A Logframe is another name for Logical Framework, a planning tool consisting of a matrix which provides an overview of a project’s goal, activities and anticipated results. It provides a structure to help specify the components of a project and its activities and for relating them to one another. It also identifies the measures by which the project’s anticipated results will be monitored.
The logical framework approach was developed in the late 1960s to assist the US Agency of International Development (USAID) with project planning. Now most large international donor agencies use some type of logical or results framework to guide project design.
Logical Framework Structure
A Logical Framework (or LogFrame) consists of a matrix with four columns and four or more rows which summarize the key elements of the project plan including:
- The project's hierarchy of objectives. The first column captures the project’s development pathway or intervention logic. Basically, how an objective or result will be achieved. Each objective or result should be explained by the objective or result immediately below. Although different donors use different terminology, a LogFrame typically summarizes the following in its first column:
- The GOAL / OVERALL OBJECTIVE/ DEVELOPMENT OBJECTIVE
- The PURPOSE / IMMEDIATE OBJECTIVE
- The OUTPUTS
- The ACTIVITIES
In developing a logframe, it is very important to pay attention to how the objectives and results are formulated. For reference, see Catholic Relief Services' (CRS) Guidance for Developing Logical and Results Frameworks.
The second and third columns summarize how the project’s achievements will be monitored and consists of the following:
- Indicators- a quantitative or qualitative measurement which provides a reliable way to measure changes connected to an intervention. In essence “a description of the project’s objectives in terms of quantity, quality, target group(s), time and place”
- Sources of verification- Describes the information sources necessary for data compilation that would allow the calculation of indicators.
Developing objectively verifiable indicators must also be a very careful process. The USAID provides tips for selecting performance indicators.
Lastly, the final column lists the following:
- Assumptions -the external factors or condition outside of the project’s direct control that are necessary to ensure the project’s success.
Example of the Logical Framework Structure and Intervention Logic
Logical Frameworks can look very different from one another depending on a donors requirements and the design team. The terminology used also differs between donors. See “The Rosetta Stone of Logical Frameworks.” Other similar tools include the Logic Model which is also an overall summary of a project plan and anticipated results or outcomes. The following example is more in the format of a Logic Model:
Strengths of the Logical Framework Approach
- It draws together all key components of a planned activity into a clear set of statements to provide a convenient overview of a project.
- It sets up a framework for monitoring and evaluation where planned and actual results can be compared.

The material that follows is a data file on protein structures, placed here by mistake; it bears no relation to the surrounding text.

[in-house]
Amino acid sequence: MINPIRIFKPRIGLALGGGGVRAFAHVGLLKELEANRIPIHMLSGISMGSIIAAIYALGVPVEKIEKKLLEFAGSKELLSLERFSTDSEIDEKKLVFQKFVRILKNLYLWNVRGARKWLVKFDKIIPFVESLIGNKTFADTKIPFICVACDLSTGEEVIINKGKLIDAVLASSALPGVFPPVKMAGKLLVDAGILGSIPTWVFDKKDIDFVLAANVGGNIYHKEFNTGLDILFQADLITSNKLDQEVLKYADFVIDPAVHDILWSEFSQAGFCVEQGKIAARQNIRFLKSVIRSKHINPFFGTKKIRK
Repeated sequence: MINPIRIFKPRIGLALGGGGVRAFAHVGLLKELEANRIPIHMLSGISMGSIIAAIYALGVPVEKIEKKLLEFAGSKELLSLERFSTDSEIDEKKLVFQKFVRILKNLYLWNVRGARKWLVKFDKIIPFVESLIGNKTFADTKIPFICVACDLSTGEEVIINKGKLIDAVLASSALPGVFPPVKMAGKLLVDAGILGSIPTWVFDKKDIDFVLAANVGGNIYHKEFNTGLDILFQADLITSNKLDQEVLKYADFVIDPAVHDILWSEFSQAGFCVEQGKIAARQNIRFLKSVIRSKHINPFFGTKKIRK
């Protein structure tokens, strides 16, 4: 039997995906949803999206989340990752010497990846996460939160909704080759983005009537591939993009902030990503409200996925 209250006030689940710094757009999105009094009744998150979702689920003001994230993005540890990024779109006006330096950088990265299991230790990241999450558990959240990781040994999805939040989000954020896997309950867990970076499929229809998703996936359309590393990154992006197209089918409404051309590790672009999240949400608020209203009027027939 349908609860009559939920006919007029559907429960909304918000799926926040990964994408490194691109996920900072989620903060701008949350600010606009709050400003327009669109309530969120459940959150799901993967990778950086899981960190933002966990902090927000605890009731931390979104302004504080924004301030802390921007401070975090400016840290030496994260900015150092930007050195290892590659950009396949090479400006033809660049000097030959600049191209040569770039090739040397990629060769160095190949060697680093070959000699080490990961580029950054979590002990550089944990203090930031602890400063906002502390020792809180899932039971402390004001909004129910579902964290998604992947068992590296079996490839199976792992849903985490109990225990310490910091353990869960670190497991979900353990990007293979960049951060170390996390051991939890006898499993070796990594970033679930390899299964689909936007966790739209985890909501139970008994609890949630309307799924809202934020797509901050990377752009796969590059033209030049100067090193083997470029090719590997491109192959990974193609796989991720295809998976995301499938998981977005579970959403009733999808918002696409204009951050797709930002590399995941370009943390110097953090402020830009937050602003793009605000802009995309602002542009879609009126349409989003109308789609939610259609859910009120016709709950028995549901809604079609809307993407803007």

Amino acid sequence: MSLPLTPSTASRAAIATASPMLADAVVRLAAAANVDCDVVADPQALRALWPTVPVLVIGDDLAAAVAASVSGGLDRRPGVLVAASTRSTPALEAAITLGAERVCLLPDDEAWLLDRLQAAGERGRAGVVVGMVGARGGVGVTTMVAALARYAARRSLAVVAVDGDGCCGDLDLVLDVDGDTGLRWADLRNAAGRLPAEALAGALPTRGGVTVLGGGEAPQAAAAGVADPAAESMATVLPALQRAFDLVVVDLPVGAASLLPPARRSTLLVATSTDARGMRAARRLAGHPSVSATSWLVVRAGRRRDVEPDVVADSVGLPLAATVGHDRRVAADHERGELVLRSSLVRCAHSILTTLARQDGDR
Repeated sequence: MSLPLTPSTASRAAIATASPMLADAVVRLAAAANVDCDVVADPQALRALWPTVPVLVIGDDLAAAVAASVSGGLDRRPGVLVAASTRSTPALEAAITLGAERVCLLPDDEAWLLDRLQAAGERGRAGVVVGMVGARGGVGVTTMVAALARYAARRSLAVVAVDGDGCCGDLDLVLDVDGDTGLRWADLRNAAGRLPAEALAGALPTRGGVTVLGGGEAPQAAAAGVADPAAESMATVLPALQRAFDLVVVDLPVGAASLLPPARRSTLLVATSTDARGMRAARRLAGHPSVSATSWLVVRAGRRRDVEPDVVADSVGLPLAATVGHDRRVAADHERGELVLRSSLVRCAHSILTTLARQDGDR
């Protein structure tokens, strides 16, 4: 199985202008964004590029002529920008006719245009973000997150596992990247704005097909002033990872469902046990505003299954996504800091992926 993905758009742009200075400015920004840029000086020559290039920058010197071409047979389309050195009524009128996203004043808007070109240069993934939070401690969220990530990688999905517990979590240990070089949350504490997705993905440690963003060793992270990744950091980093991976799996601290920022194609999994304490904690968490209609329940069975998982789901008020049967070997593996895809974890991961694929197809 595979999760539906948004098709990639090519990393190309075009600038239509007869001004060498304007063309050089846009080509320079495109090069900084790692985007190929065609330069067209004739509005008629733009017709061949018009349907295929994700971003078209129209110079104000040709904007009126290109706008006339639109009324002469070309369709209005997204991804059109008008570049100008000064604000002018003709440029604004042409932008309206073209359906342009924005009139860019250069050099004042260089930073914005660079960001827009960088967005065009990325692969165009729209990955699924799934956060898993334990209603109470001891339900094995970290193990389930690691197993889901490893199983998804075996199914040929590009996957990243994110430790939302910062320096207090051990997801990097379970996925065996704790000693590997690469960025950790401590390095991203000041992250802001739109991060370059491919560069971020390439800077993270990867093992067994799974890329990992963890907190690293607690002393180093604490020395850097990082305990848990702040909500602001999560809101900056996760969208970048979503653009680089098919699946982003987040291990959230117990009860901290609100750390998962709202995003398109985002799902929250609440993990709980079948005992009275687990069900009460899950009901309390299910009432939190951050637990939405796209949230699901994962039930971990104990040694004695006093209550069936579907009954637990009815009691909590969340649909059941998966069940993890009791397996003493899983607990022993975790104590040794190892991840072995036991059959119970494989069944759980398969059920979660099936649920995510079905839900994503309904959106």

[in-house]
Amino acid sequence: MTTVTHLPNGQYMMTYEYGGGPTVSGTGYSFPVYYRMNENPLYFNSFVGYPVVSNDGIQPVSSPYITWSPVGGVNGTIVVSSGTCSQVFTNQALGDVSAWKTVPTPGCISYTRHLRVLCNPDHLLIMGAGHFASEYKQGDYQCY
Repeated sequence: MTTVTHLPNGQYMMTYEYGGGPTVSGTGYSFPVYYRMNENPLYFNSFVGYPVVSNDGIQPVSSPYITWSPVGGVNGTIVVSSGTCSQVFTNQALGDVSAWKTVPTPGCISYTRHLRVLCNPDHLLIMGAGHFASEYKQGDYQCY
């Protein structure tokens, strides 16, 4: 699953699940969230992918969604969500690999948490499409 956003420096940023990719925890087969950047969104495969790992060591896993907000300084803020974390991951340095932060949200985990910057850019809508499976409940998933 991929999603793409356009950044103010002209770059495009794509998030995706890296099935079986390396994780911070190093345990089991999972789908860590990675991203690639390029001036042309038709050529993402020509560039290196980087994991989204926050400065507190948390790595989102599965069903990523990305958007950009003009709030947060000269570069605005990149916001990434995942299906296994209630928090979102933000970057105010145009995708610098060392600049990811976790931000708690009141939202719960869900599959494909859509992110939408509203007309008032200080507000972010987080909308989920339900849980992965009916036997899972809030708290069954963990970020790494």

- It anticipates project implementation and helps plan out development activities.
Weaknesses of the Logical Framework Approach
- It may cause rigidity in program management.
- It is not a substitute for other technical, economic, social and environmental analyses.
- LogFrames are often developed after the activity has been designed rather than used as the basis for design.
- It can stifle innovative thinking and adaptive management.
- Project Cycle Management Guidelines European Commission
- Handbook on Planning, Monitoring and Evaluating for Development Results UNDP (2009)(Exists in several languages including Russian)
- Tools for Development: A Handbook for Those Engaged in Development Activity Department for International Development (DFID) UK (2003)
- USAID: Project Design Guidance (2011)
- The Logframe Handbook: A Logical Framework Approach to Project Cycle Management World Bank
1European Commission (2004). Project Cycle Management Guidelines. Accessed February 19, 2015 from: http://ec.europa.eu/europeaid/sites/devco/files/methodology-aid-delivery-methods-project-cycle-management-200403_en_2.pdf
2From Ministry of Fisheries and Aquatic Resources (DFAR) Sri Lanka; Icelandic International Development Agency (ICEIDA); and United Nations University Fisheries Training Programme (UNU-FTP).
World Bank (2005). The logframe Handbook; A Logical Framework Approach To Project Cycle Management. Accessed February 19, 2015 from:
About the Author
Kirsten Bording Collins is an experienced evaluation specialist providing consulting services in program evaluation, planning and project management. She has over ten years of combined experience in the nonprofit, NGO and public sectors working both in the U.S. and internationally. Kirsten's areas of expertise include: program evaluation, planning, project management, evaluation training and capacity-building, mixed-methods, qualitative analysis, and survey design. Kirsten holds a MA in International Administration from the Korbel School of International Studies, University of Denver. Kirsten grew up in Copenhagen, Denmark and currently lives in Washington, DC.
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